Date: Monday 3 October 2022, from 16:00hrs
Beelkamer, Huize Heyendael Speaker
Opening lecture RICH-fellow Professor Barbara H. Rosenwein
Monday 3 October marks the first day of Professor Rosenwein’s month-long visiting fellowship at RICH Radboud. Her opening lecture will take place at 4 pm (CEST) on campus. Everyone is invited to join in person or online, but registration is required (see the website of the Radboud University).
Love: A New Approach in the History of Emotions
The many excellent approaches to the history of emotions—emotionology, emotional regimes, emotional communities, emotional practices of the body—are extremely useful for looking at emotions at particular moments in time. But my study of the history of love led me to add another approach: to analyze the narratives that inform the emotion. Emotions are not simple: they are experiences, yes, but they are also communications (performatives), moral judgements, implied expectations, and many other things. The same “named” emotion is understood in different ways depending on the narrative that organizes it and gives it meaning. Because of the complexity of these narratives, I prefer to call them fantasies, which also emphasizes their shape-shifting potential.
Barbara H. Rosenwein (Ph.D. (1974), B.A. (1966), University of Chicago) is Professor Emerita at Loyola University Chicago. She is an internationally renowned expert in European medieval history and the history of emotions, and has published a number of influential works. In 2010, she published Emotional Communities in the Early Middle Ages. Her most recent books include Anger: the History of a Conflicted Emotion (Yale University Press 2020) and Love: a History in Five Fantasies (Polity Press 2021).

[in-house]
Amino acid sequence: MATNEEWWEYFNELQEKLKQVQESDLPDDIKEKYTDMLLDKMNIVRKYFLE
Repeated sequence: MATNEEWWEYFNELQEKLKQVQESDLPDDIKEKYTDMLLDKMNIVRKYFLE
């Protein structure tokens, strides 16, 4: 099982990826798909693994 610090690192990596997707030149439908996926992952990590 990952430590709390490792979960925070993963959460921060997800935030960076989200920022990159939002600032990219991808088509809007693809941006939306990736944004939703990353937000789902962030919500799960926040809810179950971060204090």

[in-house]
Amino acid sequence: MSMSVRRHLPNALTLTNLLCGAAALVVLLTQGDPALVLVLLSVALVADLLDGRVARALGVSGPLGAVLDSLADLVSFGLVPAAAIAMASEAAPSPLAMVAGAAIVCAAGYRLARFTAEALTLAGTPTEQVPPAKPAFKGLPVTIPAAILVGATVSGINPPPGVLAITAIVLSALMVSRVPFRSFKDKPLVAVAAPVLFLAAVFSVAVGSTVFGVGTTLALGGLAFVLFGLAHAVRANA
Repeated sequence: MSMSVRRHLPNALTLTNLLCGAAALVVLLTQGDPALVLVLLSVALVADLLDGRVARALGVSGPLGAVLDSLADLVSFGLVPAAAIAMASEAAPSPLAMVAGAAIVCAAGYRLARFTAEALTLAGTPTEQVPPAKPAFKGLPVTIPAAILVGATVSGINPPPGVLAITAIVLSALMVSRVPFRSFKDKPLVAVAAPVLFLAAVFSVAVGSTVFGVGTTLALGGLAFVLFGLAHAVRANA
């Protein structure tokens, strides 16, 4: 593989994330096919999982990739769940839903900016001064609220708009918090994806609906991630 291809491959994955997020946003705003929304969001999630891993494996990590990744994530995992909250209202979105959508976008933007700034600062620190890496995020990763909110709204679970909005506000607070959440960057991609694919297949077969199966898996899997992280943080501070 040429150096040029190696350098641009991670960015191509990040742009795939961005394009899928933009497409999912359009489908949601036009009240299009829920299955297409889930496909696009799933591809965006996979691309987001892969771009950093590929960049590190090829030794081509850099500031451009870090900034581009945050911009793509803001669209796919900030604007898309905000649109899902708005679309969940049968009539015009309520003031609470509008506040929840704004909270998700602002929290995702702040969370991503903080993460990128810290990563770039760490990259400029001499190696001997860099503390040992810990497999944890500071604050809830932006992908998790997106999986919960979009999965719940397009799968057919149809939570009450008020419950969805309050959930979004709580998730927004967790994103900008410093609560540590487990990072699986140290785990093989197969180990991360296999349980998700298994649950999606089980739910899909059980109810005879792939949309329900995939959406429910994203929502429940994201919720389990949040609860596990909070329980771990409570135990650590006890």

Since 2009, Rosenwein has been an affiliated research scholar at the Centre for the History of the Emotions at Queen Mary University in London. She was a scholar in residence at the American Academy in Rome in 2001-2002 and was elected Fellow of the Medieval Academy of America in 2003. Rosenwein has lectured throughout the world, including France, The Netherlands, Great Britain, Spain, Germany, Israel, Sweden, Taiwan, Australia, Italy, and Iceland. She retired from teaching as Professor Emerita in 2015 but continues to write and research.
Throughout October 2022, she will be a visiting fellow at the Radboud Institute for History and Culture.